5 Tips from Consumers Energy to Protect Meters from Falling Ice

Posted on March 13, 2014. Filed under: Business, Community, Electric Safety, Natural Gas Safety, Safety, weather | Tags: , , , , , , , , |

IcicleMeterSMJust as snow and ice around electric and natural gas meters can lead to safety concerns, warming temperatures and falling ice create additional hazards.

Consumers Energy gets about 30 reports every year of damaged meters caused by falling ice. Recently, building fires in Walker and near Lansing were sparked when ice fell and broke off a gas meter. Additionally, ice can fall on people, cars and air conditioning units.

Here are 5 tips to help prevent falling ice:

  1. Knock down icicles when they’re still small, if it is safe to do so, to keep them from getting big enough cause damage when they fall
  2. If ice gets to damaging size above meters, consider leaning a sheet of 3/4″ plywood against the wall and over the meters to deflect falling ice away from the meters. Act fast, to limit time spent in that potentially dangerous location under the ice
  3. Do not park or walk under icicles which may fall unexpectedly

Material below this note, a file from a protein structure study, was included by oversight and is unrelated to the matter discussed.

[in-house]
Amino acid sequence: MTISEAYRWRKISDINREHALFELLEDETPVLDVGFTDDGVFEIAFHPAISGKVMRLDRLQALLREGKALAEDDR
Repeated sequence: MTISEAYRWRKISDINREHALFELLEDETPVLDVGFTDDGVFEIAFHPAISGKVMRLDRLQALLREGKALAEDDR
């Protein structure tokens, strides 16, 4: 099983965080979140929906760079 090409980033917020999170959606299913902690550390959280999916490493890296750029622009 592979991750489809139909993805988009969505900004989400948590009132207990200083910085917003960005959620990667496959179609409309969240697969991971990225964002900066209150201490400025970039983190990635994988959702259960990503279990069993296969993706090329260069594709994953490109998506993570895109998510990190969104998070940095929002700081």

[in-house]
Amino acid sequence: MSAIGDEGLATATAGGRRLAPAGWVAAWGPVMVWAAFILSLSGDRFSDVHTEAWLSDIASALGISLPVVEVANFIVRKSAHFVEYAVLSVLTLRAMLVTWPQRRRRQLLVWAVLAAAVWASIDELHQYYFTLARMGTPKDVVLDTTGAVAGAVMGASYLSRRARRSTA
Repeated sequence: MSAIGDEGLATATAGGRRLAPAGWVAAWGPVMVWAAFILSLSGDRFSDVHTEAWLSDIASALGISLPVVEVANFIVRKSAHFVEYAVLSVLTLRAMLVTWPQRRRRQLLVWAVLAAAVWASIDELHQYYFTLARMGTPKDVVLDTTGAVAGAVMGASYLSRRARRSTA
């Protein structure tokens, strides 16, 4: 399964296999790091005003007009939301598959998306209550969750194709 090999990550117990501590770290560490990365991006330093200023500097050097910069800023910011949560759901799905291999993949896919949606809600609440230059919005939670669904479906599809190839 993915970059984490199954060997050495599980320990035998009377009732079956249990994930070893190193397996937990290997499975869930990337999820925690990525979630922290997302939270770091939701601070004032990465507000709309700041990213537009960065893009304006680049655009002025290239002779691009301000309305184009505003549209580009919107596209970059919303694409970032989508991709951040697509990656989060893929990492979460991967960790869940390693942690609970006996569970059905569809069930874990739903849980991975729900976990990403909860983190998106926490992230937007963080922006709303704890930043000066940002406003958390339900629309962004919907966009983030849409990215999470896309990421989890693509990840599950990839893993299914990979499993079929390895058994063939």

4. Keep down spouts unplugged before winter begins to help prevent the problem of ice forming over meters
  5. Ice dams on roofs/gutters also can be caused by improper insulation and ventilation. For professional advice, select a contractor who participates in the Consumers Energy Home Performance with ENERGY STAR® rebate program
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Keep Furnace Vents, Meters Free of Snow and Ice for Safety

Posted on January 6, 2014. Filed under: Community, Natural Gas, Natural Gas Safety, Safety, storm, weather | Tags: , , , , , , |

furnaceVentFollowing last weekend’s heavy snowfall across Michigan, we’re encouraging customers to keep safety in mind and make sure your gas furnace fresh air intake pipes and gas/electric meters are free of snow and ice.